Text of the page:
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The Battle of Maipú (Spanish: Batalla de Maipú) was a battle fought near Santiago, Chile on April 5, 1818 between South American rebels and Spanish royalists, during the Chilean War of Independence. The Patriot rebels led by José de San Martín effectively destroyed the Spanish forces commanded by General Mariano Osorio, and completed the independence of the core area of Chile from Spanish domination.
In 1817, the Argentine General José de San Martín led an army across the Andes and defeated the Spanish at the battles of Chacabuco and Chalchuapa and captured Santiago. The Spanish viceroyalty sent a Spanish army to Santiago under General Mariano Osorio, which defeated San Martín at the Second Battle of Cancha Rayada. The drive for independence never diminished, however, and the following year San Martín launched a final offensive, which was to decide the outcome of the war.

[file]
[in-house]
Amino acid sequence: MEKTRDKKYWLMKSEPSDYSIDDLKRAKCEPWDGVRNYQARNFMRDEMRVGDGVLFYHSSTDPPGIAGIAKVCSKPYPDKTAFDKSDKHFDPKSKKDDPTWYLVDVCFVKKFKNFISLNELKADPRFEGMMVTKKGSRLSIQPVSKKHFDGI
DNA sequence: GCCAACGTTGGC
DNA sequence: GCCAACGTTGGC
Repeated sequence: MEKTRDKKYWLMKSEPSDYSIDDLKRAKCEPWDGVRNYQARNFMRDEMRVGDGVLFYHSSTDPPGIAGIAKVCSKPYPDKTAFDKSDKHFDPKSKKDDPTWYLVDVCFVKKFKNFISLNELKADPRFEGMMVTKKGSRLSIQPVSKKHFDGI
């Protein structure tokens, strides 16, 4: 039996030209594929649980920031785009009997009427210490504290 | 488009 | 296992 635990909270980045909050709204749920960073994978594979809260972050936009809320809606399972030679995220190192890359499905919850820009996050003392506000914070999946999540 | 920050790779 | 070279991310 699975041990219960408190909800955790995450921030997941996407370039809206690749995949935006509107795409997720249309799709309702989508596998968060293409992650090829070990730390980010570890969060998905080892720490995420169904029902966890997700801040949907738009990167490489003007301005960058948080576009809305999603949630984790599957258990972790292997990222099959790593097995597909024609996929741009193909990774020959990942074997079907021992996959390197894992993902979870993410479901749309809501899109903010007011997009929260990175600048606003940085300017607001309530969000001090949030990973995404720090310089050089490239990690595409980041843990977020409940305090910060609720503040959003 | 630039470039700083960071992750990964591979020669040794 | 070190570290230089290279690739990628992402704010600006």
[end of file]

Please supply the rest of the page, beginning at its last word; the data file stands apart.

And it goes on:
Despite being defeated at Cancha Rayada, the Patriot army regrouped again in less than two days, adding up to about 4,000 men, allowing San Martín to rebuild his units almost entirely. Hence, on April 2, after leaving the Ochagavía camp to travel to the lower hills of Maipo, the Patriot army emerged organized in three infantry divisions with a total of 396 chiefs and approximately 5,000 lower-ranked officers and soldiers.
The Royalist army meanwhile continued in its attempt to consolidate and defeat the Patriots, and after Cancha Rayada begun a persistent and extenuating persecution, which was resisted in every town and countryside, delaying its advance towards Santiago and giving the Patriots some time to reorganize and to plan the way to stop Osorio and to avoid his entrance into the capital city.